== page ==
“Black Coffee,” Long Beach Mainstage Theatre, by James Scarborough
Relational Undercurrents: Contemporary Art of the Caribbean Archipelago, curated by Tatiana Flores, Museum of Latin American Art, a component of Pacific Standard Time: LA/LA, by James Scarborough

The Florida Project, directed by Sean Baker, by James Scarborough

What’s wrong with a little Disney fantasy if it lets a 6-year-old girl for a moment escape her ironically named slum motel, The Magic Castle? That’s the question answered in the last minute of Sean Baker’s magical The Florida Project, a film included in Art Dubai’s year-round film programming in partnership with Front Row Filmed Entertainment and screened at Roxy Cinemas at Dubai's City Walk.

It’s the story of Moonee (Brooklynn Kimberly Prince), 6 years old. She lives with her mother, Halley (Bria Vinaite), in a squalid room at The Magic Castle. Motels like this line the short distance from their place to Disney World. Bobby Hicks (Willem Dafoe) runs the place.

Baker nails the set up. At first you think it’s a story of childhood, of spontaneity and fun: of ignoring the bleakness of life around her. Moonee is precociously sharp. She’s a street kid who adores her mother and her friends and anyone else who treats her nice. In an interview with Variety, Baker says he based the story on The Little Rascals, comedy shorts from the 20s and 30s.  He reminds us that, as funny as the kids were, they lived poor lives.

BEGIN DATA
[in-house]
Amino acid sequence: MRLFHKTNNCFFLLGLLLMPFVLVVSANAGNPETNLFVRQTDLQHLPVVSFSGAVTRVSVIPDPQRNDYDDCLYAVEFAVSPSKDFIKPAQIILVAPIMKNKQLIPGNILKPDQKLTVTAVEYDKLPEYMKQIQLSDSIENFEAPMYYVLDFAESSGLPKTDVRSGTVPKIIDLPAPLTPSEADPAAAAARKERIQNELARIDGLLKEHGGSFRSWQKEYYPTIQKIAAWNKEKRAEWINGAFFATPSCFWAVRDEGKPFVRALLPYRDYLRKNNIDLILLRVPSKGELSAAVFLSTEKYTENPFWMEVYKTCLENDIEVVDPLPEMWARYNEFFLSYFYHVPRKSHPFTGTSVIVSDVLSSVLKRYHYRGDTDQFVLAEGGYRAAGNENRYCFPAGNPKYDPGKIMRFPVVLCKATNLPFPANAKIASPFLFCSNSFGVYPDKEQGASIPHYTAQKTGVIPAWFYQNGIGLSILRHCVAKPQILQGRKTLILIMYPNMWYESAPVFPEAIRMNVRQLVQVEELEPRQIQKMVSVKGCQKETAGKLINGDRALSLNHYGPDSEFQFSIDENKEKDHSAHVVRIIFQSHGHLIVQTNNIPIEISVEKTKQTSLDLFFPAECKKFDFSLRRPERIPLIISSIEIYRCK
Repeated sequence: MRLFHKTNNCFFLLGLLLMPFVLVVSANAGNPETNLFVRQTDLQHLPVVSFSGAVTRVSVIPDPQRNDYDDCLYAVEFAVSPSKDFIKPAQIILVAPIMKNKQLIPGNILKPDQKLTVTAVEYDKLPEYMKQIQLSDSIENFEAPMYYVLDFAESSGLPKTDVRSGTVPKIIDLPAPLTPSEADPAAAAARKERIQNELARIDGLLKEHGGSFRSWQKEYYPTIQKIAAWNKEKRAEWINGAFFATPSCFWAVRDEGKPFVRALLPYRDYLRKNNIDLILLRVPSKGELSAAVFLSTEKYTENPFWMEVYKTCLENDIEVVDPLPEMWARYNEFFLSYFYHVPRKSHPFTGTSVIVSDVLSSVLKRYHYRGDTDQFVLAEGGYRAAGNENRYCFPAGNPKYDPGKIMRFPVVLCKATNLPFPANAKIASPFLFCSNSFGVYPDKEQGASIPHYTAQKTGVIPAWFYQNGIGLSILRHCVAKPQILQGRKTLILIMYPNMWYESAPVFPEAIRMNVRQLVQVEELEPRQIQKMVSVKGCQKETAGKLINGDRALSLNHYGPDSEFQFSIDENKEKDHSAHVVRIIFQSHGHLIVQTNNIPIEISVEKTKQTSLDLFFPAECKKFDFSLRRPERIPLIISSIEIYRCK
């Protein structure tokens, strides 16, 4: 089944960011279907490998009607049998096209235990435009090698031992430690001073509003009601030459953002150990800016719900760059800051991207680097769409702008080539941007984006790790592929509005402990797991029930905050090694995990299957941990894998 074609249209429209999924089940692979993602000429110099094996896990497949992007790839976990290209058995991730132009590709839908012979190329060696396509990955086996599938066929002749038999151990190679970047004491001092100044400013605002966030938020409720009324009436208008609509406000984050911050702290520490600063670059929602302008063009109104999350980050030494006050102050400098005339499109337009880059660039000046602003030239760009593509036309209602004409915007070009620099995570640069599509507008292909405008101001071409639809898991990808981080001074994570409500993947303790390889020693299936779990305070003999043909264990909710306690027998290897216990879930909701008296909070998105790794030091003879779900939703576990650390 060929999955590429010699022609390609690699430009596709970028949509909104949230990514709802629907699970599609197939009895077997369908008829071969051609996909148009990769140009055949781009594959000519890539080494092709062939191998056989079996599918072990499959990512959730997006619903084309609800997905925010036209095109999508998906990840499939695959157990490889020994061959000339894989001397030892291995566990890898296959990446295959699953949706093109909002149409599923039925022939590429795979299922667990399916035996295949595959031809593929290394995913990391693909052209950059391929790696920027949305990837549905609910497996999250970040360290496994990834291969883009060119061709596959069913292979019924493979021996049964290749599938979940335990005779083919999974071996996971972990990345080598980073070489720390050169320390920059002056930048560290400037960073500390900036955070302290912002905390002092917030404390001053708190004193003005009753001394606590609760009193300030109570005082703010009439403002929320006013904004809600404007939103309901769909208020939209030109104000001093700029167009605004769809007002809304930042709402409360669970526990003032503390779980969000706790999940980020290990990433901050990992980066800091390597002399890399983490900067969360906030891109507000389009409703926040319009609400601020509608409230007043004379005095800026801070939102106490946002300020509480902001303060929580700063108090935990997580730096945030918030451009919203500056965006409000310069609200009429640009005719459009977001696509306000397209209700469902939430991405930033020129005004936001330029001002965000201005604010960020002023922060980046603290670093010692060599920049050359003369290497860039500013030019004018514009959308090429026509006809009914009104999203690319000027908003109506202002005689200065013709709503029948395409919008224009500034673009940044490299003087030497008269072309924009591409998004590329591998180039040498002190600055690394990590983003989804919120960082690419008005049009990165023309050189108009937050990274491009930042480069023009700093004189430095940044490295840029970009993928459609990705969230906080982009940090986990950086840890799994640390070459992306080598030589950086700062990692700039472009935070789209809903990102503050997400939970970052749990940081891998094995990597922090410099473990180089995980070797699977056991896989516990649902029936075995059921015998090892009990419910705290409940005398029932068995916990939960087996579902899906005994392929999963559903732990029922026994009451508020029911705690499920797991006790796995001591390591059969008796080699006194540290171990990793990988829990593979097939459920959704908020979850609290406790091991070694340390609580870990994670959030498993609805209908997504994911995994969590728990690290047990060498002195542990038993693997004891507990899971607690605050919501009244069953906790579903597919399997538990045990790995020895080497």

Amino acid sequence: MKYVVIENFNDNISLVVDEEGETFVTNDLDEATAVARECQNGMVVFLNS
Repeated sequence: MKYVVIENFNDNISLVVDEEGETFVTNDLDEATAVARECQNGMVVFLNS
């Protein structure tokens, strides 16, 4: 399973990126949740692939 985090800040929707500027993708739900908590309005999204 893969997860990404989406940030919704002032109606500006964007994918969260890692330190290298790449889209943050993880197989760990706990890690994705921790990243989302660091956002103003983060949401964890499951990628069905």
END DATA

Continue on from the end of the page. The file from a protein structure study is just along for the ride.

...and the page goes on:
That’s how we see Moonee’s life, an impoverished though pastel-colored playground. Each day blends into the other. Halley manages to get by. Moonee retrieves food from a neighbor who works in a diner. Halley, with Moonee’s help, sells perfume to tourists. Somehow, they make their weekly rent. This goes on for most of the film: focusing on details, Halley scrambles to provide. Focusing on the big picture, Moonee scrambles to have fun.

The big picture encroaches much too soon on Moonee. She and her friends set an abandoned place on fire. Bobby chases off a perv who approached the kids as they played outside. Halley can’t make rent and tries to borrow it from her diner friend. When the diner friend won’t help, Halley beats the crap out of her. When Child Services appear, we learn how Halley made her money. We don’t see that coming.

Prince’s Moonee and Vinaite’s Halley are gems. Just like Tatum O’Neal in Paper Moon, Prince makes her character gritty and insightful beyond her years. Her ability to sidestep the world at large is formidable. We relish the chance to share her adventure-filled, consequence-less world.  I still can’t get over her reaction to her mother being taken to jail. Wow. When we imagine her life in 10 years, we don’t have to look far. Wistful like a Dust Bowl Goldie Hawn, Vinaite’s Halley shows us what’s in store for her daughter, barring a miracle. Dafoe’s quiet, conflicted Bobby doesn’t just ace the been-there, done-that character of a roach motel manager, he’s got a face that Dorothea Lange would have loved.  

We can praise the story for its documentary-style footage, for its Little Rascals brand of humor. Really, though, it’s a compelling, brilliantly-enacted story of how Disney’s Magic Castle is more real than pretend, just as The Magic Castle is more nightmare than real. The fantasy that is Disney serves as a balm so kids – and everyone else – can deal with what’s outside the park’s gates, namely – life.

You can watch the trailer here.



The Florida Project